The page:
Asma Kadri Keeler: While we do not live in an active international conflict zone, Wisconsin faces problems that easily can be classified as human rights violations. The Universal Declaration of Human Rights (UDHR) adopted in 1948 expressly provides rights and freedoms guaranteed to each person without distinction of any kind, including race, language, religion, or other status. It also prohibits torture, grants equal protection to all, and provides for basic rights and freedoms such as freedom of movement, the presumption of innocence, and the right to marry. Despite that, the state of Wisconsin creates laws and passes regulations that implicate the UDHR and dozens of other international covenants and treaties on the protection of human rights. In some ways, to me, this is worse than the human rights violations we might see arising from conflict zones. Often, those are the product of war and instability. Here, we have legislators and governors that deliberately, and sometimes negligently, set into law programs that strip people of their basic human rights. And even worse still, once the problem is widespread, our government will do little to fix it.
Wisconsin incarcerates more individuals than any other state in the U.S. In doing so, it creates some of the worst prison conditions in violation of many international human rights laws. For example, solitary confinement has regularly been held as a violation of international human rights laws and anti-torture treaties and yet a Wisconsin prisons keep prisoners in solitary confinement for up to 23 hours a day. In some institutions, inmates are denied access to religious materials or medication which is a blatant violation of international human rights laws as well as fairly well established U.S. constitutional law.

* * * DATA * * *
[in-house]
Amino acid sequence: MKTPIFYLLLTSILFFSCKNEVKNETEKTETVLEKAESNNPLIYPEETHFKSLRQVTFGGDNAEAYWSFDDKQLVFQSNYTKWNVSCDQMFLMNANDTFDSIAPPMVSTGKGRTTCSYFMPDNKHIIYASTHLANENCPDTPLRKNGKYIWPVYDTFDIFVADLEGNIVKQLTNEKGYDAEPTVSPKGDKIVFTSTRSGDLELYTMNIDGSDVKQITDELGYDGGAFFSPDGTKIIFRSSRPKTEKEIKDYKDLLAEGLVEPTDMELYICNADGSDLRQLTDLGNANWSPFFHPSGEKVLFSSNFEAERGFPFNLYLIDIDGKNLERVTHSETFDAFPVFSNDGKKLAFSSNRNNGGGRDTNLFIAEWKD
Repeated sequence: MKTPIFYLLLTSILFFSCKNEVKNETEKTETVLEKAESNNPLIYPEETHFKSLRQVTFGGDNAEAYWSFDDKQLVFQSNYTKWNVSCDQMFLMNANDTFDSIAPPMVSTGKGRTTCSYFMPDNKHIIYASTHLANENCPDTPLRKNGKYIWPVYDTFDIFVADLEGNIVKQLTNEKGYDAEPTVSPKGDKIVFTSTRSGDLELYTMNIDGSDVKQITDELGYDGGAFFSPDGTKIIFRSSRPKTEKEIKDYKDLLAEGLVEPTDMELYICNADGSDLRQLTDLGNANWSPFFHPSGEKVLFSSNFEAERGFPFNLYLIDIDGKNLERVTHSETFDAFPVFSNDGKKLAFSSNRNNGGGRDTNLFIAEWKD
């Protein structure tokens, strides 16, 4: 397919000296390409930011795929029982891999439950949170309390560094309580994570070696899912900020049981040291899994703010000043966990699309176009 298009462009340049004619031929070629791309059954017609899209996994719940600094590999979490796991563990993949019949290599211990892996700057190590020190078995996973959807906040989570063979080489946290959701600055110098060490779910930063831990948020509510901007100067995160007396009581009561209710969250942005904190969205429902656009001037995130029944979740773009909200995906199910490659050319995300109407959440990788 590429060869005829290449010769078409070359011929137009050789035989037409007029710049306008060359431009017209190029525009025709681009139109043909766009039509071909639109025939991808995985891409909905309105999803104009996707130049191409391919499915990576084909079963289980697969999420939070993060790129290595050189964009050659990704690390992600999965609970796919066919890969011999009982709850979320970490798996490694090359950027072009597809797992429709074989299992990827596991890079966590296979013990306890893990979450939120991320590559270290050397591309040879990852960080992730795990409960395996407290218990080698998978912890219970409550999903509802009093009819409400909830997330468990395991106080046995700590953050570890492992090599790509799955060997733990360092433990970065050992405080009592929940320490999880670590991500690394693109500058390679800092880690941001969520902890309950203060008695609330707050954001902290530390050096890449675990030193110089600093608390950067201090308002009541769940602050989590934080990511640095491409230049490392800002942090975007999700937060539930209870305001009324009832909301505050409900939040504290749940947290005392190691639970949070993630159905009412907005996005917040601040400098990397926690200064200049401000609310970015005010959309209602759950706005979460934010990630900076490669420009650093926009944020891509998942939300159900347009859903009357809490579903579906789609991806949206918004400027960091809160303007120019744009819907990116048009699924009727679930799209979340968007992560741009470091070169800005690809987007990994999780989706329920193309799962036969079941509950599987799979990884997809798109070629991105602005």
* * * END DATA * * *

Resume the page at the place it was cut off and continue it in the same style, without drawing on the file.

The city of Milwaukee has over a 100 lead poisoning cases for children under the age of six from drinking water and contaminated pipes. Access to clean water has regularly been recognized by the United Nations as a human right. While it is clear every country in the world that children are unique in their need for care and protection, except the United States and Somalia which are the only two countries to deny the International Convention on the Rights of the Child, the state of Wisconsin does not take active steps to protect the rights of children under the age of 18. Whether it be the issue of lead poisoning, providing equal access to quality public education, encouraging and protecting the special needs of disabled children, or allowing children the freedom of association. School districts in Wisconsin have regularly cracked down on school aged students for protesting or have imposed arbitrary restrictions on children at the expense of their comfort. Further still, the State of Wisconsin used punitive solitary confinement and pepper spray on juvenile offenders some as young as 11. These are blatant violations of human rights laws, even if the United States chooses not to recognize them.
One other big human rights issue Wisconsin is in the spotlight for is Act 10 and Governor Walker’s crack down on unions. While many do not see union work as a human right, the UDHR Article 23(4) provides that everyone has the right to form and join trade unions for the protection of his interests, not to mention Article 20 that protects the right to association. Wisconsin has such a rich history of protecting unions and it is the underpinning of our very identity as a state. The limitation of union access since 2011 is a significant human right violation in Wisconsin and needs to be restored because it disproportionally shifts the balance of power and strips employees of their ability to be heard.